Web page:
Queensland is, of course, prone to lopsided election results. Witness the two Peter Beattie landslides of 2001 and 2004, and Joh Bjelke-Petersen’s demolition of Labor in 1974. If we go back to 1996 and 1998, though, we can perceive another pattern that’s increasingly common both nationally and internationally (just ask anyone in the United Kingdom): victories that are anything but, knife-edge majorities and hung parliaments. The consummate politician of his era, I’d argue, Beattie played minority government for all it was worth. But the meltdown of the Borbidge coalition government in 1998 over the issue of One Nation preferences, and the subsequent electoral showing of One Nation (outpolling both Nationals and Liberals counted separately and electing 11 MPs) points not just to the need for Nats and Libs to unite but also to much more.

The electoral system in the federal house of representatives discourages all but rural independents, but a significant number persists, across the gamut of contests they are asked to adjudicate on, in casting their votes for populist or splinter parties of the right – PUP, the LDP, the DLP, KAP, country independents, Shooters and Fishers, on and on – with a frequency that suggests this is the new normal.

Some of the most colourful characters of the populist push are Queenslanders, starting with Joh and his quixotic campaign for Canberra in 1986 and 1987. Traditionally, and this has held true for the distinctive Queensland Nationals’ style of politics and politicians too, this variety of personality-centred populism had decreasing electoral returns the further south of the Tweed you travel along the east coast. That remains true, I think. PUP at its height was a largely Queensland-based phenomenon, or so the polls told us. Most people would struggle to name any of the new Victorian right-wing upper house MPs, and Nick Xenophon and David Leyonhjelm aside, few of the senate crossbenchers who aren’t PUPs or ex-PUPs could be described as charismatic. The argument is, however, that, aside from the well-known sociological reasons that underpin eccentric politics in the Sunshine State, something broader is going on across the nation as conservative parties fail to contain an increasingly free-floating, discontented vote. Remember, like Campbell Newman, the former Coalition government in Victoria and Tony Abbott federally won mainly by virtue of being “not Labor”.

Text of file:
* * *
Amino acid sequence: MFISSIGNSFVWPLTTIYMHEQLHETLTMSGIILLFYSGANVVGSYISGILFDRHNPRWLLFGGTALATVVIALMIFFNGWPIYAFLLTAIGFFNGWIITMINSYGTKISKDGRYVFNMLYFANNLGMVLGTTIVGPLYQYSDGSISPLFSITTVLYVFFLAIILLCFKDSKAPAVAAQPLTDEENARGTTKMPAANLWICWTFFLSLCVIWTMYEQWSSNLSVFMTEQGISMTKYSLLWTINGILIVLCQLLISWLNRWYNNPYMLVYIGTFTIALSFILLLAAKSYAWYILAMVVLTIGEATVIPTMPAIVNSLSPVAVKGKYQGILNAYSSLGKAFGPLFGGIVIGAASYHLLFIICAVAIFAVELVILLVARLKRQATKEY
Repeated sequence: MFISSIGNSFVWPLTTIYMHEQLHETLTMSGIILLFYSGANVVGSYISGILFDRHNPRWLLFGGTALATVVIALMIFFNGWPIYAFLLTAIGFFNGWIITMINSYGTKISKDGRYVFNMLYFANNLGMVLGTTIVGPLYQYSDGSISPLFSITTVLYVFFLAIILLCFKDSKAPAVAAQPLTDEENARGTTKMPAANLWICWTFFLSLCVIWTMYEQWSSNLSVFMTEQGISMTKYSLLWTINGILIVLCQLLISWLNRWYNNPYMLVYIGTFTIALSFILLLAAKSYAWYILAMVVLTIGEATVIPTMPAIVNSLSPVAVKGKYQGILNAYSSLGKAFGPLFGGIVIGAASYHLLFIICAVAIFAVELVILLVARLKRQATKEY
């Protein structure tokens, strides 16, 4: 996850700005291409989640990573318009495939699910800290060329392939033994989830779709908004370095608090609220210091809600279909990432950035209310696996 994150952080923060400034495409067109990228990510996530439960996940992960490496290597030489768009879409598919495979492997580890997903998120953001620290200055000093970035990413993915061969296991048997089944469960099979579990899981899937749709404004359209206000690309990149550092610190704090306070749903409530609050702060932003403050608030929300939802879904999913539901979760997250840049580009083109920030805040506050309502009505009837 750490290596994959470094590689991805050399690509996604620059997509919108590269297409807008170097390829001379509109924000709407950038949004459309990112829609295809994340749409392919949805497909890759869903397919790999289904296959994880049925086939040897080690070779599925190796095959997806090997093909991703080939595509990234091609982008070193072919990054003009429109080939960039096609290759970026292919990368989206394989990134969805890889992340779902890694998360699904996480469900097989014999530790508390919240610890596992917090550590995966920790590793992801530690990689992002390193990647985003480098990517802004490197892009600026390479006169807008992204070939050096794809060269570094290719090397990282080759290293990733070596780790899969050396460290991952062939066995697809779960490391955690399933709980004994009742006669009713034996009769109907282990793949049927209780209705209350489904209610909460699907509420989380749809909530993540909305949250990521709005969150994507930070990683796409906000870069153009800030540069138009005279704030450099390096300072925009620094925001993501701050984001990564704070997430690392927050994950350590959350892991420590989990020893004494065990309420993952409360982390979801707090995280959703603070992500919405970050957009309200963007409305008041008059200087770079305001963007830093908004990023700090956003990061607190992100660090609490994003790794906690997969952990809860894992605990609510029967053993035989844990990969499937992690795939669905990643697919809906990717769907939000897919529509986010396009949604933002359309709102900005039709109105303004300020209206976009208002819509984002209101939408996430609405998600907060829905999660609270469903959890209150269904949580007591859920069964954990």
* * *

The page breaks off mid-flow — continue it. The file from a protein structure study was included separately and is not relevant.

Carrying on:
In 2012, it would have been difficult to accuse the Queensland LNP of being policy-free, if the number of documents posted on its website was anything to go by. Once, though, you discounted such gems as “legalise the playing of two up on Anzac Day”, most of them boiled down to slogans – “More Jobs, Better Services”. Newman, leading the party from outside parliament, had been relatively non-political at the time, his image shaped by his “can do” style in Brisbane City Hall. The Mr Hyde to Can Do’s Dr Jekyll was the combative and thin-skinned figure who was to become highly recognisable to Queenslanders until his reincarnation as a Zen message machine last year. Still, the LNP won largely on the grounds that it was a competent and “adult” party, that it would be a “no surprises” administration, and that it would fix the mistakes Labor made. Sound familiar?